With nape piercings, the healing time can be between anything from 2-6 months. Initially, the pierced area tends to swell and may look angry. This swelling may last for 3-4 days, although if it persists, we again recommend seeking medical attention.

In order to keep a fresh nape piercing in tip top condition, we have a few tips to help with the healing process, whilst keeping the area bacteria and infection free. A new piercing site will be more susceptible to infection so it is important to keep the area clean and as sterile as possible. You can use a saltwater solution and cotton balls to clean the area. As the piercing is on the back of the neck, you may want to ask a friend or a family member to assist in the initial upkeep.

The healing process can be helped further by not applying pressure to the nape piercing. This includes wearing loose, low collared shirts, avoiding scarves or necklaces or exerting pressure on the area. You should tie up any long hair to avoid interference with the jewellery. Avoid sleeping on your back and certainly do not fiddle or play with the piercing while it is healing.

Some possible side effects of the process can include migration or rejection. If the piercing is not done deep enough, your body may try and push out the new foreign object, possibly leaving scars. Symptoms of rejection include nausea, chills, high fever, muscle pain, headaches and chills. It is also possible for the piercing to move from its original position. All of these side effects can be countered by using an experienced piercer. They will ensure the piercing is properly placed and measured, as well as using the appropriately sized jewellery for the designated area.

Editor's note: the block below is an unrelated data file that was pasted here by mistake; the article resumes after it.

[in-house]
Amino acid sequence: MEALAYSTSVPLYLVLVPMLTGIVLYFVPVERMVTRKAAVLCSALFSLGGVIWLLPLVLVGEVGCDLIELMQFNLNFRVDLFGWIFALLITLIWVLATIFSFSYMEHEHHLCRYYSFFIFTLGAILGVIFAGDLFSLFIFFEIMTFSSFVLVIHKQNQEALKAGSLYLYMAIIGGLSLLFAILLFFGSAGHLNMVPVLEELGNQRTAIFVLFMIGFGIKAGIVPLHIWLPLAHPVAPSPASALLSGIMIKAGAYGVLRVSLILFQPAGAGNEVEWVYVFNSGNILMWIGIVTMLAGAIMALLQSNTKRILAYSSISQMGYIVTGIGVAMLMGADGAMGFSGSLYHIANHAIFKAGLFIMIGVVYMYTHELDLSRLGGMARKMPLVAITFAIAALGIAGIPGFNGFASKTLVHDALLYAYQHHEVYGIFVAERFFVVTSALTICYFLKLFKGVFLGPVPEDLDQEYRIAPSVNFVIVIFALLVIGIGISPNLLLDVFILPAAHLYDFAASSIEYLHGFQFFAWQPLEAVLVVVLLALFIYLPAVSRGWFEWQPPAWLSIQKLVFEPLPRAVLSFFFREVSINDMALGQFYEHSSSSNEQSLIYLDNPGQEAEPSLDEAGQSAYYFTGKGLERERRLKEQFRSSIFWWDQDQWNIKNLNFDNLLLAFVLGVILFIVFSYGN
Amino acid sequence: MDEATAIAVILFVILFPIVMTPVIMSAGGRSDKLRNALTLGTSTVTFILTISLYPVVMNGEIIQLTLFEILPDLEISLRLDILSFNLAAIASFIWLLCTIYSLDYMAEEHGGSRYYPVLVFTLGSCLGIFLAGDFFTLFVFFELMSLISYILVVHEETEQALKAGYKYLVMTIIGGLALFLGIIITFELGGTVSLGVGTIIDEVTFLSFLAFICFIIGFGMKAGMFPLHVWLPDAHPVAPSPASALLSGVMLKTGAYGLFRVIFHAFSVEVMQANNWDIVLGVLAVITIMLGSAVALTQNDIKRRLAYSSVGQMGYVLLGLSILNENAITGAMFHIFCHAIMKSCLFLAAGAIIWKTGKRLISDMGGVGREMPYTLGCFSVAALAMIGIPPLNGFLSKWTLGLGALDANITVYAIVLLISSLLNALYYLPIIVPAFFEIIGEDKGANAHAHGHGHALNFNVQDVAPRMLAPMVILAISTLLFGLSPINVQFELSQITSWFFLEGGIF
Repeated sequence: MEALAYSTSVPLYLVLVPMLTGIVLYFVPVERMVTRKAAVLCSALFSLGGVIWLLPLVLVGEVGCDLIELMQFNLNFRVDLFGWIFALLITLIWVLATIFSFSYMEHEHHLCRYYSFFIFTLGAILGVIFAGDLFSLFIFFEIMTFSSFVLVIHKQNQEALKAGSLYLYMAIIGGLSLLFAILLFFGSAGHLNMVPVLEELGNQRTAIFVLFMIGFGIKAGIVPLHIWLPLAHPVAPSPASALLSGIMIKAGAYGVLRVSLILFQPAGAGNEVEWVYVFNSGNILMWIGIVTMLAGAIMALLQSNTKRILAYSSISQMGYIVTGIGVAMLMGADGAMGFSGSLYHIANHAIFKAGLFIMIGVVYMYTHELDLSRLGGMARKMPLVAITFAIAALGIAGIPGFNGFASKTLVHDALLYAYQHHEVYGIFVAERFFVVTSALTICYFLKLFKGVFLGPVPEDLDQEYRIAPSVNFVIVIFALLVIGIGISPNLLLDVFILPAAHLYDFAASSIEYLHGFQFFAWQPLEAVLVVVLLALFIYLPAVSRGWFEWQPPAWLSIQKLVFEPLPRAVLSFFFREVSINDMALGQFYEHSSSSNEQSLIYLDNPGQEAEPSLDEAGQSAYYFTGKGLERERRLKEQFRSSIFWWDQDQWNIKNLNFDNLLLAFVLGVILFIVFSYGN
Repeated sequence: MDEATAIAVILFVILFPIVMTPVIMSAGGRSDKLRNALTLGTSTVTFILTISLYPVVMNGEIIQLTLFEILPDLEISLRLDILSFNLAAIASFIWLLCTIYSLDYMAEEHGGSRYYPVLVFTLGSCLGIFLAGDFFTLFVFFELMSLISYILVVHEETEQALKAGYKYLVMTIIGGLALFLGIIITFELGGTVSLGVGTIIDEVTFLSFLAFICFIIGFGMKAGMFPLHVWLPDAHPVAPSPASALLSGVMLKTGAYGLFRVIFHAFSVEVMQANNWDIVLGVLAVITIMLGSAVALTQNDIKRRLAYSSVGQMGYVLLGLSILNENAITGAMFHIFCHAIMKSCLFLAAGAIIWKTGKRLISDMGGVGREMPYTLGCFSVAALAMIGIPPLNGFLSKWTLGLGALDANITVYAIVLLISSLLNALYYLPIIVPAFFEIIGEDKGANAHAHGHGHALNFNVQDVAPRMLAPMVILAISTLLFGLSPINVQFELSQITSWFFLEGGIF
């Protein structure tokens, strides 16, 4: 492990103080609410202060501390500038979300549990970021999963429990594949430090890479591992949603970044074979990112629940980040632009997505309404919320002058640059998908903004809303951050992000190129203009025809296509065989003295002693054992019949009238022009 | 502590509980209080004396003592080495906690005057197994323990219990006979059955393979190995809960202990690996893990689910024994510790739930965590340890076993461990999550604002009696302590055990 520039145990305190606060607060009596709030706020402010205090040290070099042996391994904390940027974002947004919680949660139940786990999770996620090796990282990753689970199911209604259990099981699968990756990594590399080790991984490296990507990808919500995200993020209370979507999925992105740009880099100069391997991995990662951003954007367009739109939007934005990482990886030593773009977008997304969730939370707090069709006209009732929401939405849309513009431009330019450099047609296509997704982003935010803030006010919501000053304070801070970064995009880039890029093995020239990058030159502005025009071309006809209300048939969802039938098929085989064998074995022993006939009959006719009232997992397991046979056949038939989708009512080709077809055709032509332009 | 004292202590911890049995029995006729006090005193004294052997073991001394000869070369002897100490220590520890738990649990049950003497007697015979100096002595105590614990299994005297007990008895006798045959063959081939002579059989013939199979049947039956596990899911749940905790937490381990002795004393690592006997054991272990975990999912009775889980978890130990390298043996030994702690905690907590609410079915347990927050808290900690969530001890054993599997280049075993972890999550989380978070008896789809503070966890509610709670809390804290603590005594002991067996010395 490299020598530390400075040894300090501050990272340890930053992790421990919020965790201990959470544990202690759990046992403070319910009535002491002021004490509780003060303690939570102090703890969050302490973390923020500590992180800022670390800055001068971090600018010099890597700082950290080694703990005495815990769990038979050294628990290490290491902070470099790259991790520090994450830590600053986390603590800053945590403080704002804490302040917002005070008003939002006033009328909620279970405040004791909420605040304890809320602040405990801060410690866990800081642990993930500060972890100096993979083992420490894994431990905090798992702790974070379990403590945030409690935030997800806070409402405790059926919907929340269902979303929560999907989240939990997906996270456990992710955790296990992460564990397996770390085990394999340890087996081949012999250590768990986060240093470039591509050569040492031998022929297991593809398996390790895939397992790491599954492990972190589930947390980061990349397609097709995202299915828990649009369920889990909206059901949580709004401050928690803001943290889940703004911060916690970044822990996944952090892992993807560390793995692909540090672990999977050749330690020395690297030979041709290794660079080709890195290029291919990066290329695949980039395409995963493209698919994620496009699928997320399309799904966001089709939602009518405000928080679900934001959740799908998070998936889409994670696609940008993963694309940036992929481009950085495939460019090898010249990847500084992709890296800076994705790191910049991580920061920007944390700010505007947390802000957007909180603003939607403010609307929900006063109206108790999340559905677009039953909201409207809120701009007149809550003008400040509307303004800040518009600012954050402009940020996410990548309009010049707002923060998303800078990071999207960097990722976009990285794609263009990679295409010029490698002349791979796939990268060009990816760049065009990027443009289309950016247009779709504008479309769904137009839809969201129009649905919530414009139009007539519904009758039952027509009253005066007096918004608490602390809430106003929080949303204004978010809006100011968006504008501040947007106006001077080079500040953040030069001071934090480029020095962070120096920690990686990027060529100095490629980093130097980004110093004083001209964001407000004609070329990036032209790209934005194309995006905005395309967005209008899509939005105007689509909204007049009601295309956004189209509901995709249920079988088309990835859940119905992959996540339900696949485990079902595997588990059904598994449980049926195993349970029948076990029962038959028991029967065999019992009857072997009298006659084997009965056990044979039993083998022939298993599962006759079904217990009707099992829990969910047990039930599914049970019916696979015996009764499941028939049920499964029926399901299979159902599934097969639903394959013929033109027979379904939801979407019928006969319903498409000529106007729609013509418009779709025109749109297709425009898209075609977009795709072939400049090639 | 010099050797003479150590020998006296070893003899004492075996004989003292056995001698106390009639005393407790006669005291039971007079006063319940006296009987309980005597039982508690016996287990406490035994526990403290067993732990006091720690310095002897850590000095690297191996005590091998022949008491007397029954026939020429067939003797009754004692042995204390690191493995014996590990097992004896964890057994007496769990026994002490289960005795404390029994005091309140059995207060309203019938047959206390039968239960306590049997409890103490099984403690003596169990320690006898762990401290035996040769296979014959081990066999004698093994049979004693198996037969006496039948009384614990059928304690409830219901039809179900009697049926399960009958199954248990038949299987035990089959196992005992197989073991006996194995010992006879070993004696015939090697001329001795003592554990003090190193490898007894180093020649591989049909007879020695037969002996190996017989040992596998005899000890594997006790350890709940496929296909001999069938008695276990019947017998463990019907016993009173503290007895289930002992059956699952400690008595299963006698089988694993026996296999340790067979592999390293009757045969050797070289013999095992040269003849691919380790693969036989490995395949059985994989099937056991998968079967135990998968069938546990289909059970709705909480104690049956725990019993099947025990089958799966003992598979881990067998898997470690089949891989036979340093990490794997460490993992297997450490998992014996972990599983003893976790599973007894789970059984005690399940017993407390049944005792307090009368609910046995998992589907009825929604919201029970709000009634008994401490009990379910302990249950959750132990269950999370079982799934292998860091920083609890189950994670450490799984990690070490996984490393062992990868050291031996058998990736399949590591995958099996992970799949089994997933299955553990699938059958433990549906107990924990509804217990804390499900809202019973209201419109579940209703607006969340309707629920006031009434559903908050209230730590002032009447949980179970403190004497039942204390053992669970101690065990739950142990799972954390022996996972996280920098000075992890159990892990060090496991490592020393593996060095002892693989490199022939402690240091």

Choosing the appropriate type of jewellery for your nape piercing is particularly important as the area of skin around your neck can be slightly more sensitive than other areas. Also, your nape is an area affected by movement as well as many forms of clothing so is an area that is constantly in use. Here are some more common choices of nape piercing jewellery:

  • Curved Barbells – generally metallic piercings, although available in other materials, curved barbells are suitable for neck piercings than regular barbells as the shape allows for more freedom of movement than a straight bar.
  • Staple Bars – also suitable for nape piercings as their shape reduces favours flat-skin surfaces. They also exert less pressure on the skin during healing as well as during day-to-day activities. 

 However, the choice of jewellery is completely dependent on the type of piercing procedure you have. Having a micro dermal piercing opens more options when choose a style of jewellery to attach to the piercing anchor. With both staple bars and barbells, it is important to consider the gauge and length of the jewellery as it must fit perfectly in the space around the back of your neck. Before choosing any jewellery, it is important to consult your piercer to find a style that fits both practical and aesthetic needs.

Article Disclaimer: The information contained here within is based on our experience as one of the UK’s largest piercing chains. Please note that each individual’s experiences will be subjective and therefore each person will have a different experience of pain, healing and maintenance. For more information, please view our article guides terms and conditions page.